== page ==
One of the most vibrant centres of research and learning in the 10th century in the West was the abbey of St Gall in present-day Switzerland. There was enough research and writing happening at the abbey at the time to bury the notion of Dark Ages forever.
And yet, in perspective, St Gall, for all its scholarly brilliance, was microscopic compared to another city in Europe, Cordoba under the Muslim Caliphate.
If a reader visiting St Gall’s library could find there about 500 titles, in the caliph’s library in Cordoba the reader had access to over 400,000 works in manuscript. The booklists alone made up several dozen volumes.
The 10th century, as any century, never lacked brilliant minds and established traditions. What it lacked was access to and availability of written knowledge.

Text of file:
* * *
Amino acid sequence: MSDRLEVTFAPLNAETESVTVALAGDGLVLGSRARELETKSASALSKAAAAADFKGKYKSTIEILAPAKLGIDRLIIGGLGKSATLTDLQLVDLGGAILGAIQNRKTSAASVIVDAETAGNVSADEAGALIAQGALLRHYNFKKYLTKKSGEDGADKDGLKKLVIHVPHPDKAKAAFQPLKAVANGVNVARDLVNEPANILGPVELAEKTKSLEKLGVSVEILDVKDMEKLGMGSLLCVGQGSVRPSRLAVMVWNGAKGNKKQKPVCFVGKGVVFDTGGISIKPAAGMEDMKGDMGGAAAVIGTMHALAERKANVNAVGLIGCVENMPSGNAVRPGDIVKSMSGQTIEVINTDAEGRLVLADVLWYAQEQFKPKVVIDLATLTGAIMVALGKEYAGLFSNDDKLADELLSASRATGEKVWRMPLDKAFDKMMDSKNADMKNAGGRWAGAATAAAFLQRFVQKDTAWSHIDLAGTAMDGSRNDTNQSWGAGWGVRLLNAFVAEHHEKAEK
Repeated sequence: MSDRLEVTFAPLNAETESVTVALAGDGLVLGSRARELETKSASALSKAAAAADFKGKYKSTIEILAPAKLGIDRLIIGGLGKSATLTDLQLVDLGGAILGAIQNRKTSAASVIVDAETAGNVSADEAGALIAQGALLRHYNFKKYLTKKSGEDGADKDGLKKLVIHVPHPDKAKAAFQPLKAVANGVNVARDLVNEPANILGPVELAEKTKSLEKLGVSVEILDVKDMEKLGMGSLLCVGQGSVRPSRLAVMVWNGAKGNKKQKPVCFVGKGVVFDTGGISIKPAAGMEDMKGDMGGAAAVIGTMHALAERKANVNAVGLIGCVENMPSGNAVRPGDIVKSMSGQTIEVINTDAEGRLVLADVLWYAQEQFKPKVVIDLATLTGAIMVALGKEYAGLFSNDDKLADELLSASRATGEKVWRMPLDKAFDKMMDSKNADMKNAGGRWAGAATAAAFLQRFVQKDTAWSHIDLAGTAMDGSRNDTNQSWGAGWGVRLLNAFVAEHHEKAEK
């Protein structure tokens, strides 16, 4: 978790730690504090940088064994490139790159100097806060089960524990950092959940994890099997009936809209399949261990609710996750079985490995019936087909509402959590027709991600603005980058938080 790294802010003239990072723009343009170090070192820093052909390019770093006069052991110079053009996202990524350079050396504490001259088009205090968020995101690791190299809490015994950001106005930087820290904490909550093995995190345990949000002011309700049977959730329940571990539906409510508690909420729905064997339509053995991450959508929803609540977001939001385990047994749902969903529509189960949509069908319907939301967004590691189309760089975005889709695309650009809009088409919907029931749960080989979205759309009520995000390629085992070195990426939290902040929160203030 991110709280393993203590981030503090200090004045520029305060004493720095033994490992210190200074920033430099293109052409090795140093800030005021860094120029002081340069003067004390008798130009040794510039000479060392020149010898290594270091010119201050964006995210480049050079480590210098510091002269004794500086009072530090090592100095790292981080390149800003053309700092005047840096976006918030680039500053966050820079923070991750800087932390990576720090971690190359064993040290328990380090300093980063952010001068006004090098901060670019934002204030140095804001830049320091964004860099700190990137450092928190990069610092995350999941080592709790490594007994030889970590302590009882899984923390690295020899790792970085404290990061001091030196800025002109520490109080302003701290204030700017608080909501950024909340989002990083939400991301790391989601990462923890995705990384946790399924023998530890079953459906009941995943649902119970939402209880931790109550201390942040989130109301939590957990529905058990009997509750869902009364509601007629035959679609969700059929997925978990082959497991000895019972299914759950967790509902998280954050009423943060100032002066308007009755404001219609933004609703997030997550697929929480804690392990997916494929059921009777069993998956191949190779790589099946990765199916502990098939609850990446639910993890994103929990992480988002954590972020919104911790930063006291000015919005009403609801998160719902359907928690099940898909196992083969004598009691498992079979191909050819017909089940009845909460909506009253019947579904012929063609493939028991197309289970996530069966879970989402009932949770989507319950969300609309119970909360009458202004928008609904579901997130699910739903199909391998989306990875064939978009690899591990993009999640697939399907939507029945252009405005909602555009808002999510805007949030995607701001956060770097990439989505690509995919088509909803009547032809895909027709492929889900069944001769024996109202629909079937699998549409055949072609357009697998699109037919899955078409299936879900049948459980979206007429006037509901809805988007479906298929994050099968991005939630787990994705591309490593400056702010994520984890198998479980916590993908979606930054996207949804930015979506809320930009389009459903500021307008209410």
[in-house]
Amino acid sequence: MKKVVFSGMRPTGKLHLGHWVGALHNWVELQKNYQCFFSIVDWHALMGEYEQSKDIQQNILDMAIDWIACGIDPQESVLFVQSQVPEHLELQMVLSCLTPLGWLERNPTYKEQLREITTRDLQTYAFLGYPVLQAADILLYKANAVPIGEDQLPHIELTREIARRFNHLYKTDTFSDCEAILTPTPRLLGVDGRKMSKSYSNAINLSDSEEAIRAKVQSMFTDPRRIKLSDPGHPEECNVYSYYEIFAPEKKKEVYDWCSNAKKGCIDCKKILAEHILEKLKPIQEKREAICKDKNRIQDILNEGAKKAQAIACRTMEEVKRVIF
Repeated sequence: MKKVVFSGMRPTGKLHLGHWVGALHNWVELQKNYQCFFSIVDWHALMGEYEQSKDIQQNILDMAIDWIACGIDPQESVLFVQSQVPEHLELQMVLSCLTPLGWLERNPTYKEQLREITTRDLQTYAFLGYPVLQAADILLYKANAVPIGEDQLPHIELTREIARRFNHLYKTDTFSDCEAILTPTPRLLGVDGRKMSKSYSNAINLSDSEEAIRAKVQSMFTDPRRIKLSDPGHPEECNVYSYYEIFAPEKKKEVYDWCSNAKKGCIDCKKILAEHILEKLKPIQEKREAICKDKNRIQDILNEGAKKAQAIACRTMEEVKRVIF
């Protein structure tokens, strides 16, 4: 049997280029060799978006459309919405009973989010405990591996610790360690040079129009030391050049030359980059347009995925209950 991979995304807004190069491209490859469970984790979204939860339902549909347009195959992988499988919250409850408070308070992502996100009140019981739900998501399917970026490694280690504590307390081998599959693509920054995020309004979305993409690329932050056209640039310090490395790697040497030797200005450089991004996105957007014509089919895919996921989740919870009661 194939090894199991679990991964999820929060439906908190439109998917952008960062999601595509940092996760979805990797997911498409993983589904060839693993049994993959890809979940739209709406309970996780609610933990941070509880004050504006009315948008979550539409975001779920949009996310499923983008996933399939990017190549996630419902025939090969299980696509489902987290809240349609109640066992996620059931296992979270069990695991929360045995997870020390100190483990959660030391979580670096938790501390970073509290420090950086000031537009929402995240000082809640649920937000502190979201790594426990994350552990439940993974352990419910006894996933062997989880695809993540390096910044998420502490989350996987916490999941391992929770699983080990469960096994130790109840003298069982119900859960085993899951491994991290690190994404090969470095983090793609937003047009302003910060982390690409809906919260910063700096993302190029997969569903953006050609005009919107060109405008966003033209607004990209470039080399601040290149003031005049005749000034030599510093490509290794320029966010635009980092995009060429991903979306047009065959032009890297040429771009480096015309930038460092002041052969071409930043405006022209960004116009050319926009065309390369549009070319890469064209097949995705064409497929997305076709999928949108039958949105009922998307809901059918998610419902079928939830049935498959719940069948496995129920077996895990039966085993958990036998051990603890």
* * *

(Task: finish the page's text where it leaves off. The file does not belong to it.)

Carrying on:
The West inherited many things from Greco-Roman antiquity, despite the collapse of the Roman empire. In some parts of Europe, the passage from late antiquity to the medieval period went unnoticed, as in southern France or Italy. In other regions, it was more pronounced. One thing, however, scored very low on the transmission scale, and that was the availability of books. The libraries of the Hellenistic world, which Rome had inherited and expanded, were, by the 10th century, ancient history. The West, as far as libraries, public or private, were concerned, had to start from scratch. The medieval period was, in this respect, a Bibliotheksentwicklungwunder, a miracle of emergence and consolidation whereby the high concentration of books in one place returned to the West in the form of well-stocked libraries. By the 16th century, the map of Western Europe wasn’t just a patchwork of competing political powers, but also a network of libraries and centres of learning that would never know decline again. An important obstacle to learning and research had been overcome.